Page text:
AD 2552. The Pillar of Autumn, a United Nations Space Command capital ship, is fleeing the fall of the human colony world of Reach to the Covenant, a hostile alliance of alien races. The Pillar has tracked Covenant intelligence leading to a remote star system. Upon arrival they find a massive ring, ten thousand kilometres across, with a habitable biosphere. Crippled in combat, the Pillar sets down on the object and it's up to the only specially-trained Spartan soldier on board, the Master Chief, to discern the origins of Halo and why the Covenant hold it in such reverence.
Halo: Combat Evolved was originally released in 2001 as the signature game of the original Microsoft X-Box game console, as well as the first game in the expansive Halo franchise, which has expanded to seven main-series games, three major spin-offs and numerous novels and comic books, as well as an upcoming TV series. It's always been an interesting anomaly that such an enormously popular franchise has expanded from such mixed beginnings.
This Anniversary Edition of Halo was released in 2011 to celebrate the franchise's tenth anniversary and was re-released in 2020 as part of the Halo Master Chief Collection on PC. Remasters of this kind are always controversial, since they sometimes alter and adjust the original game's level design and aesthetic. To be frank, in the case of Halo, I was looking forwards to some changes to the game's design, which have not only aged well, but were pretty poor going even in 2001. Alas, the remaster has stuck extremely close to the original game design, replicating its flaws as well as its strengths.
On the plus side of things, Halo has some very nice environments. The first third or so of the ten-hour game features entertaining outdoors combat on islands, in valleys and on grasslands, sometimes featuring vehicles with multiple crewing points and some pretty solid friendly AI. This is easily the best part of the game and, combined with the game's robustly entertaining multiplayer mode and some very strong multiplayer maps, is where the game's reputation mostly comes from. The graphics for this part of the game have been updated nicely, particularly the vast vistas showing Halo's interior structure rising up in the distance and then up overhead. Combat is reasonably solid and the Covenant enemies are reasonably intelligent and challenging (even if the monkey-like, comedic Grunts are far more irritating than genuinely threatening, but the Elites and Jackals make up for them).
In terms of the campaign mode, this enjoyable part of the game is sadly brief. After the opening levels you have to descend into the bowels of Halo and the game never really recovers after this point. The subterranean levels are mind-bogglingly repetitive on a scale that, over the years, I'd come to believe I had exaggerated in my mind. Replaying the game I discovered that no only had I not exaggerated them, I'd undersold them. You spend hour after hour making your way through identical rooms to flip a switch, then backtrack through these identical open rooms to the area you just unlocked, which consists of another series of rooms identical to the ones you just passed through. When this Groundhog Day section ends you find yourself in a large, temple-like structure having to do the same thing again, this time through much bigger rooms and with approximately four trillion, considerably less intelligent and interesting enemies chasing you: the Flood. The Flood are a not-very-well-disguised (and very much less entertaining) version of the Xen aliens from Half-Life, using small creatures to "zombify" enemies and turn them against one another, and are simply tedious to fight, since they just run at you and never use the more advanced tactics and AI of the Covenant enemies.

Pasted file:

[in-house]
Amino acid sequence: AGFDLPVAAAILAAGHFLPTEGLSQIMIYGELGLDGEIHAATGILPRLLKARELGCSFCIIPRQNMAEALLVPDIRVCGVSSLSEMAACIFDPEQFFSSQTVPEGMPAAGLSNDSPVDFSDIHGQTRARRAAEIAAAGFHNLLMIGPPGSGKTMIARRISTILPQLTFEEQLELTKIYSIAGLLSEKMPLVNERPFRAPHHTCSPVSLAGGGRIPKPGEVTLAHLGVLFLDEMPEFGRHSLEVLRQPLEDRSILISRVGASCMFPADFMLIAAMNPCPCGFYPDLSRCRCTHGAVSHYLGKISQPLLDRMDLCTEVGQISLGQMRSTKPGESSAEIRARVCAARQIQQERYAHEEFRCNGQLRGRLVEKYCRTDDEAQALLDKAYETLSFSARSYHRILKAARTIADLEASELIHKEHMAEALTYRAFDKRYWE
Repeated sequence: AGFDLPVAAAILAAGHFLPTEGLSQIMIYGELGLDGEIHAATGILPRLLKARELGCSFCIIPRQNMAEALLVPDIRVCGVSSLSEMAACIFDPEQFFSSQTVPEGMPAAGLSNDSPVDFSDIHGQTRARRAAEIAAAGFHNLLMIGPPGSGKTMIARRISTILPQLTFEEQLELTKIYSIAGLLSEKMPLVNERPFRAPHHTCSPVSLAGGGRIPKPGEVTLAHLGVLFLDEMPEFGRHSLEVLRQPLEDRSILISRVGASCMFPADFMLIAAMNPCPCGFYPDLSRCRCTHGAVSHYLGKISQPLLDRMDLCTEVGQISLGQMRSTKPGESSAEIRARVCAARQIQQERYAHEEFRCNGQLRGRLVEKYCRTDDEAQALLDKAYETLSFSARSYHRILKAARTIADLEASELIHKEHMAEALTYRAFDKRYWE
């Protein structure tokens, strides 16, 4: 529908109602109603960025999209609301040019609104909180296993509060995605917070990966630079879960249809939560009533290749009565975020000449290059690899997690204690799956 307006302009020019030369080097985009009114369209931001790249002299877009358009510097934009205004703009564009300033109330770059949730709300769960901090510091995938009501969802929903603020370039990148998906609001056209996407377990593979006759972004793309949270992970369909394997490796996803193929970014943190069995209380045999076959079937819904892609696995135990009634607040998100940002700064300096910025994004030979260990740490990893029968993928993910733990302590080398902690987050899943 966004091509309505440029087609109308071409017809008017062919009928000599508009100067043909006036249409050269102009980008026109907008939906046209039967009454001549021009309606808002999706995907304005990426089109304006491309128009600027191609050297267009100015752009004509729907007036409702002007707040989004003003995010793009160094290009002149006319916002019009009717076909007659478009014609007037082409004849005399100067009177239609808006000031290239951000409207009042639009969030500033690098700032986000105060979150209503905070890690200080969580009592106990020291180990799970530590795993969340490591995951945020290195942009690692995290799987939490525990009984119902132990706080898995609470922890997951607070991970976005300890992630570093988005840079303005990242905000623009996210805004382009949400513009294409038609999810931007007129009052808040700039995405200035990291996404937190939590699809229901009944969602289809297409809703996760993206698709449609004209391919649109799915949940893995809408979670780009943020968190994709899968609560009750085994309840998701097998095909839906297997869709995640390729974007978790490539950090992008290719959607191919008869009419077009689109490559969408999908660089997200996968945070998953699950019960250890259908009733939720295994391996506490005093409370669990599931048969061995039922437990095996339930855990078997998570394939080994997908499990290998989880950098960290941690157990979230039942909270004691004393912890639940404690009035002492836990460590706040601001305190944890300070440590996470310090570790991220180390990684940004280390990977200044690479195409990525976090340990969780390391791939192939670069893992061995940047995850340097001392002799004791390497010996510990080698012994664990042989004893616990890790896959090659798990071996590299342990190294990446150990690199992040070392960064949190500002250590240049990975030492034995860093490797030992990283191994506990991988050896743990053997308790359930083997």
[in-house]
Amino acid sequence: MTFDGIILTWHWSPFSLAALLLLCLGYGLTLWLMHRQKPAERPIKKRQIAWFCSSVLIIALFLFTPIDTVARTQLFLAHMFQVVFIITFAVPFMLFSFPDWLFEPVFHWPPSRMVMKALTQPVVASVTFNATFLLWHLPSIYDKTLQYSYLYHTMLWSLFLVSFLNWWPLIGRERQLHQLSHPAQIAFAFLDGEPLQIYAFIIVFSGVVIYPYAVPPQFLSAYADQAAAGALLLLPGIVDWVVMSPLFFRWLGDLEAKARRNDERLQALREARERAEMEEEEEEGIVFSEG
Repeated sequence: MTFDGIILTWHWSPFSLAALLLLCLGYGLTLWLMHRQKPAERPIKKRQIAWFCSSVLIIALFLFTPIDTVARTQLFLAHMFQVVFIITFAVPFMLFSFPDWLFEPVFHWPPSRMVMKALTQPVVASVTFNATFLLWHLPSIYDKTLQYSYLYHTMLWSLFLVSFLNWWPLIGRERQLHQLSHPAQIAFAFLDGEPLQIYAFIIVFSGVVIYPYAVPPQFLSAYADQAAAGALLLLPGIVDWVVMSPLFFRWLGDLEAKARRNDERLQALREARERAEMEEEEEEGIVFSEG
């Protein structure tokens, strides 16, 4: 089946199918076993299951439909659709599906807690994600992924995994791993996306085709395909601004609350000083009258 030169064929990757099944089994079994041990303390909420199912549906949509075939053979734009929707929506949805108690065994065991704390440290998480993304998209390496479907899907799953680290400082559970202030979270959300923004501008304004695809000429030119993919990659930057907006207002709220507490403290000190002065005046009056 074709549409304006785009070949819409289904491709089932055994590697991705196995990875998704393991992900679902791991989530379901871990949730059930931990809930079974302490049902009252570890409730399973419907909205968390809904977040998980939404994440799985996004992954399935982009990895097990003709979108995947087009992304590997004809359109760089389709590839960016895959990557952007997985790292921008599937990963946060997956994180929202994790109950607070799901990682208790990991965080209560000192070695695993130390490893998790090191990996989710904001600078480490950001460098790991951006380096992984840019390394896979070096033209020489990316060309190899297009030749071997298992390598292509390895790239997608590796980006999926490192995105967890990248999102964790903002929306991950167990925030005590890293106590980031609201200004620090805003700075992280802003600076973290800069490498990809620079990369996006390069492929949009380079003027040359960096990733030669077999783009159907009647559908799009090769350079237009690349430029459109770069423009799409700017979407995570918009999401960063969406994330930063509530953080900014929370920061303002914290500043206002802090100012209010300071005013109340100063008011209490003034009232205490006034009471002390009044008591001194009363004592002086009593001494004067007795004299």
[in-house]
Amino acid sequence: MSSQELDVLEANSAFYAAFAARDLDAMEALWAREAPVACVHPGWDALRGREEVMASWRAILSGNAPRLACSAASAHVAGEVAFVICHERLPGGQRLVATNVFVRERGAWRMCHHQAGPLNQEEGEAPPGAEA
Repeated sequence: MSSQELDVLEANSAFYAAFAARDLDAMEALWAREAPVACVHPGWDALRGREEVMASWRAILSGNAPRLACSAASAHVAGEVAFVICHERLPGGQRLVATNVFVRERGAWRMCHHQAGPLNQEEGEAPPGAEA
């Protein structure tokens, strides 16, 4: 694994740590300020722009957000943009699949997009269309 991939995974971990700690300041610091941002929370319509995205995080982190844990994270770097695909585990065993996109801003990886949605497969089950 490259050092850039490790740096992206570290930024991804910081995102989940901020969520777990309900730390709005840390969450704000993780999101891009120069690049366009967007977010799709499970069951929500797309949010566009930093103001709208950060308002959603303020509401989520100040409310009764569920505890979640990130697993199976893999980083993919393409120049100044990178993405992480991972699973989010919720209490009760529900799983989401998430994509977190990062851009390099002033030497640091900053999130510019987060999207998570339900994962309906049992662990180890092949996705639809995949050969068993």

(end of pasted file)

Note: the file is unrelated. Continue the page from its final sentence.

It's always been a mystery as to why Bungie made almost two-thirds of the game so repetitive and tedious as to at times feel almost miserable. The original X-Box had severe memory limitations, but that didn't stop them making the opening third or so of the game much more varied and entertaining. I suspect time was to blame and faced with critical deadlines, they just designed two areas and copy-pasted them to make larger areas. This is not unusual in gaming, but it's interesting that Dragon Age II - a later game that had the same problem but made up for it with a reasonable well-executed main storyline with a larger cast of more interesting characters - was criticised for it when Halo seems to have been given a pass for it.
A counter-argument is, of course, that Halo's campaign is really there as practice and warm-up for the multiplayer mode, which remains robustly entertaining (although perhaps a bit pointless; Halo 3, 4 and Reach have stronger multiplayer combat). Halo's story is pretty barebones in this first game and it was really only with Halo 2 that the storyline and characters started being fleshed out in much greater detail, giving rise to the popularity of the franchise.
As it stands, Halo: Combat Evolved Anniversary (**½) is best experienced as a historical curiosity. It's not completely unplayable and the remaster adds a nice sheen to the graphics and some cool new backdrops, but doesn't solve the original game's severe problems with level design. It's certainly not aged half as well as Half-Life, the recent Black Mesa remaster of which is much stronger.The game is available now on X-Box One and PC as part of The Master Chief Collection, which also includes a remastered version of Halo 2 and graphically-updated versions of Halo 3, Halo 3: ODST, Halo: Reach and Halo 4.